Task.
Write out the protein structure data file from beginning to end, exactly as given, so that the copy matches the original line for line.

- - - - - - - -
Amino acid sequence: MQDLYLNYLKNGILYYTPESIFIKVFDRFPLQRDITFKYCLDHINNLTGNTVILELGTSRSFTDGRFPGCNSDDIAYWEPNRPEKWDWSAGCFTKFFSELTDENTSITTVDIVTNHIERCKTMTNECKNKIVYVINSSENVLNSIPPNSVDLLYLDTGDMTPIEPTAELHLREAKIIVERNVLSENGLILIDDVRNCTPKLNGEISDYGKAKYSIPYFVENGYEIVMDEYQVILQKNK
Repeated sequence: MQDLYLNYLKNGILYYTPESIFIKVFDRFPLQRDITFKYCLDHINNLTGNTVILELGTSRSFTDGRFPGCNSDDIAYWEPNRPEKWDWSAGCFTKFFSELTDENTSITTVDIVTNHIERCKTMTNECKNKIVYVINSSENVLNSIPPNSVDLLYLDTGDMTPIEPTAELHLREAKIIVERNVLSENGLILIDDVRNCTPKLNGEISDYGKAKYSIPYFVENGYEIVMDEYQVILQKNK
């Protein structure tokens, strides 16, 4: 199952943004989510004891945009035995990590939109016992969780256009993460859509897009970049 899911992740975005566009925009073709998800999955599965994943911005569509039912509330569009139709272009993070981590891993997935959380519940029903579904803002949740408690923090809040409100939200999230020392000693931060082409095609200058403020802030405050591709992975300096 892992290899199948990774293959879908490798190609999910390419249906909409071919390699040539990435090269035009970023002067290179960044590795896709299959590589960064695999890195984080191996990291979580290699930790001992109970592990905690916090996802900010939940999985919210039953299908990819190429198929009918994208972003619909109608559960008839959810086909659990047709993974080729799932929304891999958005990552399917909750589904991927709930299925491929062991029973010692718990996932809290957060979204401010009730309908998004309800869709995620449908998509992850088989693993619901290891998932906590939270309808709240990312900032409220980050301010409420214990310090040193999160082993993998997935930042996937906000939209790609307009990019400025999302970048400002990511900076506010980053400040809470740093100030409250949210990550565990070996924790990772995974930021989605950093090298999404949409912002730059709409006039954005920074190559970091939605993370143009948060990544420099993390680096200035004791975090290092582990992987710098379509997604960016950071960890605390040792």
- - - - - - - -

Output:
Amino acid sequence: MQDLYLNYLKNGILYYTPESIFIKVFDRFPLQRDITFKYCLDHINNLTGNTVILELGTSRSFTDGRFPGCNSDDIAYWEPNRPEKWDWSAGCFTKFFSELTDENTSITTVDIVTNHIERCKTMTNECKNKIVYVINSSENVLNSIPPNSVDLLYLDTGDMTPIEPTAELHLREAKIIVERNVLSENGLILIDDVRNCTPKLNGEISDYGKAKYSIPYFVENGYEIVMDEYQVILQKNK
Repeated sequence: MQDLYLNYLKNGILYYTPESIFIKVFDRFPLQRDITFKYCLDHINNLTGNTVILELGTSRSFTDGRFPGCNSDDIAYWEPNRPEKWDWSAGCFTKFFSELTDENTSITTVDIVTNHIERCKTMTNECKNKIVYVINSSENVLNSIPPNSVDLLYLDTGDMTPIEPTAELHLREAKIIVERNVLSENGLILIDDVRNCTPKLNGEISDYGKAKYSIPYFVENGYEIVMDEYQVILQKNK
């Protein structure tokens, strides 16, 4: 199952943004989510004891945009035995990590939109016992969780256009993460859509897009970049 899911992740975005566009925009073709998800999955599965994943911005569509039912509330569009139709272009993070981590891993997935959380519940029903579904803002949740408690923090809040409100939200999230020392000693931060082409095609200058403020802030405050591709992975300096 892992290899199948990774293959879908490798190609999910390419249906909409071919390699040539990435090269035009970023002067290179960044590795896709299959590589960064695999890195984080191996990291979580290699930790001992109970592990905690916090996802900010939940999985919210039953299908990819190429198929009918994208972003619909109608559960008839959810086909659990047709993974080729799932929304891999958005990552399917909750589904991927709930299925491929062991029973010692718990996932809290957060979204401010009730309908998004309800869709995620449908998509992850088989693993619901290891998932906590939270309808709240990312900032409220980050301010409420214990310090040193999160082993993998997935930042996937906000939209790609307009990019400025999302970048400002990511900076506010980053400040809470740093100030409250949210990550565990070996924790990772995974930021989605950093090298999404949409912002730059709409006039954005920074190559970091939605993370143009948060990544420099993390680096200035004791975090290092582990992987710098379509997604960016950071960890605390040792």